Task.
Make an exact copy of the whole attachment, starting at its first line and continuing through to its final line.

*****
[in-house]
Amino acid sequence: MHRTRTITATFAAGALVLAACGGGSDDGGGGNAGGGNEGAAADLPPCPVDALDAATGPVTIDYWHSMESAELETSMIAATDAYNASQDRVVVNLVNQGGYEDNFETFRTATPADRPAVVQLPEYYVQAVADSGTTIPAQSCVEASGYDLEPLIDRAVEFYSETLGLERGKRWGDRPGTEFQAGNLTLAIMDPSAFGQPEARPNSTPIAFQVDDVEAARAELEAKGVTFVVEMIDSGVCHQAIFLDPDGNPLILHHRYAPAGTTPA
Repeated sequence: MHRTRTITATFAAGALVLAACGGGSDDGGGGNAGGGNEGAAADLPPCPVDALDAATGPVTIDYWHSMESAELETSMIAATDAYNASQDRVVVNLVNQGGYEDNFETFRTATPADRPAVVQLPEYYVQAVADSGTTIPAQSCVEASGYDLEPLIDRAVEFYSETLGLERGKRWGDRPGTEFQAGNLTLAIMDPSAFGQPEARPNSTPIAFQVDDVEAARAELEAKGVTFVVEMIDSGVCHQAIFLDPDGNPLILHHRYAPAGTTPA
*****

[in-house]
Amino acid sequence: MHRTRTITATFAAGALVLAACGGGSDDGGGGNAGGGNEGAAADLPPCPVDALDAATGPVTIDYWHSMESAELETSMIAATDAYNASQDRVVVNLVNQGGYEDNFETFRTATPADRPAVVQLPEYYVQAVADSGTTIPAQSCVEASGYDLEPLIDRAVEFYSETLGLERGKRWGDRPGTEFQAGNLTLAIMDPSAFGQPEARPNSTPIAFQVDDVEAARAELEAKGVTFVVEMIDSGVCHQAIFLDPDGNPLILHHRYAPAGTTPA
Repeated sequence: MHRTRTITATFAAGALVLAACGGGSDDGGGGNAGGGNEGAAADLPPCPVDALDAATGPVTIDYWHSMESAELETSMIAATDAYNASQDRVVVNLVNQGGYEDNFETFRTATPADRPAVVQLPEYYVQAVADSGTTIPAQSCVEASGYDLEPLIDRAVEFYSETLGLERGKRWGDRPGTEFQAGNLTLAIMDPSAFGQPEARPNSTPIAFQVDDVEAARAELEAKGVTFVVEMIDSGVCHQAIFLDPDGNPLILHHRYAPAGTTPA